(Or The Sharing of Newly-Discovered Trails)

As running/racing season approaches, B and I start to go our separate ways when it comes to weekend running. I generally stick to my favourite, familiar routes and try to ramp up my speed or at least bring some consistency back. But B heads for the hills. He is determined to regain his climbing strength and works hard at it until it returns. There are lots of hills close by, since we now live at the base of a ski mountain and a ‘mecca’ of mountain biking trails. When he is in trail-discovery mode, he ventures far off the beaten track to places where he thinks trails should be and he hunts around until he finds them.

My favourite kind of run is when B takes me out to some of his recently discovered trails. In order for this to work, I have to be in fairly decent shape. His tours are rarely short, flat forays into the nearby forest. I have to be prepared to ascend, sometimes quickly, and I need to be fit enough to be out for a number of hours. As everyone knows, the best trails are nestled out of reach of 90% of the population.

For the past month, B has been heading into a suspected trail system near Comox Lake and Forbidden Plateau. He comes home with stories of finding a steep climb to some ridge with sweet single track but then ending up on a forest service road with no way back onto trails. He pours over his GPS route and other maps, trying to figure out a way to make a loop or lollipop route of the trails he has discovered.

Finally, last week, he had found a way to connect a number of his trails to make a three-hour loop route of great climbs and nice single track trails. And today he invited me to join him. The day started out frosty and cold – with ice at the edges of our pond, but the blue sky promised a sunny warm spring day.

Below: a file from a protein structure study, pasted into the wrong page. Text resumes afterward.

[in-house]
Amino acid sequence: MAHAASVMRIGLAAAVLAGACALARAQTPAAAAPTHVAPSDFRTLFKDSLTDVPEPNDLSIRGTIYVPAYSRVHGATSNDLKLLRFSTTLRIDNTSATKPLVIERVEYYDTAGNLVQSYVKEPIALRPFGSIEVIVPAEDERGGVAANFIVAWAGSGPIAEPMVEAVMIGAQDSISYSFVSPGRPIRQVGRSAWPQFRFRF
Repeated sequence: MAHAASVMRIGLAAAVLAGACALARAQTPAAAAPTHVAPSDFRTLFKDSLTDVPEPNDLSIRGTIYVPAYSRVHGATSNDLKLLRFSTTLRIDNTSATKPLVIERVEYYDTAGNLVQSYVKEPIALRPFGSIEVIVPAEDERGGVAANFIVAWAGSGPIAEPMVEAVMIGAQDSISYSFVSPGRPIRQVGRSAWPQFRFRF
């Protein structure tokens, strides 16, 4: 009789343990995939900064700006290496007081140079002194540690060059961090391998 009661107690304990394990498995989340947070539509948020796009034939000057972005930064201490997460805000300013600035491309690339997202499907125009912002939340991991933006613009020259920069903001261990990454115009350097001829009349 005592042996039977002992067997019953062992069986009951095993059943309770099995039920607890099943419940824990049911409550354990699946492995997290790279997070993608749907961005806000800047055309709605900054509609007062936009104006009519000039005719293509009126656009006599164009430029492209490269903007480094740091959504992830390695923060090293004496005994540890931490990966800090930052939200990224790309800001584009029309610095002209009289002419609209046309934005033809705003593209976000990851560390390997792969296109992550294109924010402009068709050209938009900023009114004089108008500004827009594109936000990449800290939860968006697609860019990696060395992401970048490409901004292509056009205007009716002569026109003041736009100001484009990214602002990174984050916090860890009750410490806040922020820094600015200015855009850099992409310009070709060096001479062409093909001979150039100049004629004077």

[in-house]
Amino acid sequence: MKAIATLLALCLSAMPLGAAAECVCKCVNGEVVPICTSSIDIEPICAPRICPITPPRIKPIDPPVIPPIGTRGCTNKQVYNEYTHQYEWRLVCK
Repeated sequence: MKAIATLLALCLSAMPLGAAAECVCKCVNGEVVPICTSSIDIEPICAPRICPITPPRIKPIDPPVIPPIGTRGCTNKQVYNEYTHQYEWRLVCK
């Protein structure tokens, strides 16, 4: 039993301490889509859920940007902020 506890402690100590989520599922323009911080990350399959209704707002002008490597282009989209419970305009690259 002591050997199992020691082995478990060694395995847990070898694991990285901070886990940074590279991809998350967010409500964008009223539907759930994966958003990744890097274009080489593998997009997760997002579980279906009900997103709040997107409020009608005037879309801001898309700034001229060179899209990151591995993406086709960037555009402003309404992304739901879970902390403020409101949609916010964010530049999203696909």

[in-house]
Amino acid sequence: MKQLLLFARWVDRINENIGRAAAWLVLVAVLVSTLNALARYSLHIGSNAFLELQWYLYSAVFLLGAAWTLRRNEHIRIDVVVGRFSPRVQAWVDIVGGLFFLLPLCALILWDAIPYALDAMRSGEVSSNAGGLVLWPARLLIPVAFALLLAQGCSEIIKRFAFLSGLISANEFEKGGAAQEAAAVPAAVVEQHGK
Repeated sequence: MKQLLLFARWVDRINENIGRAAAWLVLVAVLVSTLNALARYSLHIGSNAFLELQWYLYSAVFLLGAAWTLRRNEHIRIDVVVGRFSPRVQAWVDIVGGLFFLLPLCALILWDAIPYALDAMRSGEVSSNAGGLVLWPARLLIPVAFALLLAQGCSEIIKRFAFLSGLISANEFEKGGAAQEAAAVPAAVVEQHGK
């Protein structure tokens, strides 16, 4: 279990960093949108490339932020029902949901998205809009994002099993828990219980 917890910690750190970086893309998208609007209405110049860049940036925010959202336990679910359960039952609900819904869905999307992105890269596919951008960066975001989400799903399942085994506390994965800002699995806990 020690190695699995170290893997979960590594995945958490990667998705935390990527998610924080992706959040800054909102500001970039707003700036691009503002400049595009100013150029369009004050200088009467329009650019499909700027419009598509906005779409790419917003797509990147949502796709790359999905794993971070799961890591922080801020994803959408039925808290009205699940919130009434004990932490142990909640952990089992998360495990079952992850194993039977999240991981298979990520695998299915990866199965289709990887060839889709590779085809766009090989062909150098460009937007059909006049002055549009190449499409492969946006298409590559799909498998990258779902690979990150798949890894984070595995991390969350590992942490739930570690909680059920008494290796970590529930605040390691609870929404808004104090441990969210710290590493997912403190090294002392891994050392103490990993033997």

We parked at Nymph Falls Park and headed out to the Comox Lake dam – a route we have run many times.

Here we enter the BC Hydro trail system

Here we enter the BC Hydro trail system

It simply meanders on single track up river to the dam at Comox Lake. But then we headed towards the lake shore and up, up, up onto the bluffs above. Occasionally, we were treated to long-reaching views towards the west end of the lake.

From Comox Bluffs looking west over Comox Lake

From Comox Bluffs looking west over Comox Lake

The ridge line has sections of smooth granite and it is covered with Arbutus trees.

If I had a swiss army knife on me, I would have carved our initials! MG + BG 4 ever

If I had a swiss army knife on me, I would have carved our initials!
MG + BG 4 ever

Sweet, meandering, sun-dappled single track with no one else on itA great find indeed!

Sweet, meandering, sun-dappled single track with no one else on it
A great find indeed!

A gradula descent back down to the lake

A gradual descent back down to the lake

It was undulating and scenic. At the high point, we parted ways and, after continuing a bit further, I backtracked the same trail to the car – giving me a decent 20 km, 2.5 hour run. B headed farther and faster around his newly discovered loop and returned at the 3 hour mark. After I get over this darn lingering cold, I will join him for the rest of the scenic three-hour tour.

For my own memory, here are the trail system names – Nymph Falls Park, Bear’s Bait, Comox Bluffs, Tomato Creek, Boston Tea Party, Cabin Fever.